One great way to make sure you are using action verbs to highlight your successes is the STAR method.

STAR stands for situation, task, action, result. Here is an example:

  • Created an original pasta dish based on a double delivery of spinach, sold 15 more plates than a typical special on a Thursday dinner rush.

Expert tip

Details and data will help you make your case more strongly, so use them whenever you have the opportunity. Also, never forget those action verbsto make your descriptions convincing.

Brainstorm the tasks that you perform as a cook that are not directly related to food preparation and incorporate some of them into your job descriptions. Do you order food? Are you responsible for maintaining safety standards? Have you ever trained someone in kitchen operations? All these skills contribute to your value as an employee.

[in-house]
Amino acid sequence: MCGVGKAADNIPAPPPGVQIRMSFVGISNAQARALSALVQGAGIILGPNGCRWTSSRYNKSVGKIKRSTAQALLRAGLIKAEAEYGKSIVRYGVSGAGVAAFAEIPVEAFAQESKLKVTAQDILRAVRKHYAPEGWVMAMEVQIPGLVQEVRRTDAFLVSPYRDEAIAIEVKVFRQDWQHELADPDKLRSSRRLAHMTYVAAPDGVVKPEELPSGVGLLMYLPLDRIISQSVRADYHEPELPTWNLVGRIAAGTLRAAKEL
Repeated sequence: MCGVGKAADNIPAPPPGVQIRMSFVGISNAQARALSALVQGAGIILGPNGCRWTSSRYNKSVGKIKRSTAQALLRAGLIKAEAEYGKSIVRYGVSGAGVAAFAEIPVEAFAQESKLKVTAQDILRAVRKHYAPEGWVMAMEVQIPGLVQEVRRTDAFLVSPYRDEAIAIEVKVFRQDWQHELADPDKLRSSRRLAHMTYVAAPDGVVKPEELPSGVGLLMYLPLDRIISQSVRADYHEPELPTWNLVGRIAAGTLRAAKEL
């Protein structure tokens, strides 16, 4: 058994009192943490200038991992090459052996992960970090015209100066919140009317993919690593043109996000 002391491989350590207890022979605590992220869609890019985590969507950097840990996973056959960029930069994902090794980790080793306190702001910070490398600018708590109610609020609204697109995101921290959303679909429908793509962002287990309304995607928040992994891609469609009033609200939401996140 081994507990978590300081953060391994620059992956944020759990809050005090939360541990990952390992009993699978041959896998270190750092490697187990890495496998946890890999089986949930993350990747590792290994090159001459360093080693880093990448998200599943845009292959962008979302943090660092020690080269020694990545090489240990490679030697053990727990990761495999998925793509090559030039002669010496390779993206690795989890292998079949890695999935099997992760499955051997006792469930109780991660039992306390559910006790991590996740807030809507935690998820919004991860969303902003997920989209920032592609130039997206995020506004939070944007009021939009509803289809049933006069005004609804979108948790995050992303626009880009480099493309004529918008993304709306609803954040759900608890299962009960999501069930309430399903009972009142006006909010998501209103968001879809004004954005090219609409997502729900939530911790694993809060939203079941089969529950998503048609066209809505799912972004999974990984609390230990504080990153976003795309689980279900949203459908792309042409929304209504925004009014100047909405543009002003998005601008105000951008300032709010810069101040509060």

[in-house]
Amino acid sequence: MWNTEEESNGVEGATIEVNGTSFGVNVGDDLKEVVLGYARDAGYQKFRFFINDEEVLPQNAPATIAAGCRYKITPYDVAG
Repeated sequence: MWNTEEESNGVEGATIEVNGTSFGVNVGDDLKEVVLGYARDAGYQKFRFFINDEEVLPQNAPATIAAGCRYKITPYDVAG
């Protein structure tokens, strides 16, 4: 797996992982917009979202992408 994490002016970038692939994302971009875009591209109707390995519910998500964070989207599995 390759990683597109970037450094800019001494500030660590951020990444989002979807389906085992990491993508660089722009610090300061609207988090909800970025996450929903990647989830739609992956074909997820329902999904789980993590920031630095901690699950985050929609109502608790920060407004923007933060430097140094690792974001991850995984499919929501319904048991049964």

If you have worked in jobs outside food services, consider listing any that are relevant such as other hospitality jobs or ones in which you learned management skills or other people skills.

Expert tip

Applicant Tracking Systems

You should be personalizing your cook resume example for each job. There are three main reasons for this:

  1. You want restaurant managers to know that you read their job description and are interested in their job.
  2. You want to show them that you have the cooking skills they require.
  3. Your first hurdle is an Applicant Tracking System (ATS).

What is an ATS? It is computer software that scans your resume and uses an algorithm to rank it. You may be the exact cook that the restaurant is looking for, but they won’t know it if you don’t pass this initial screening.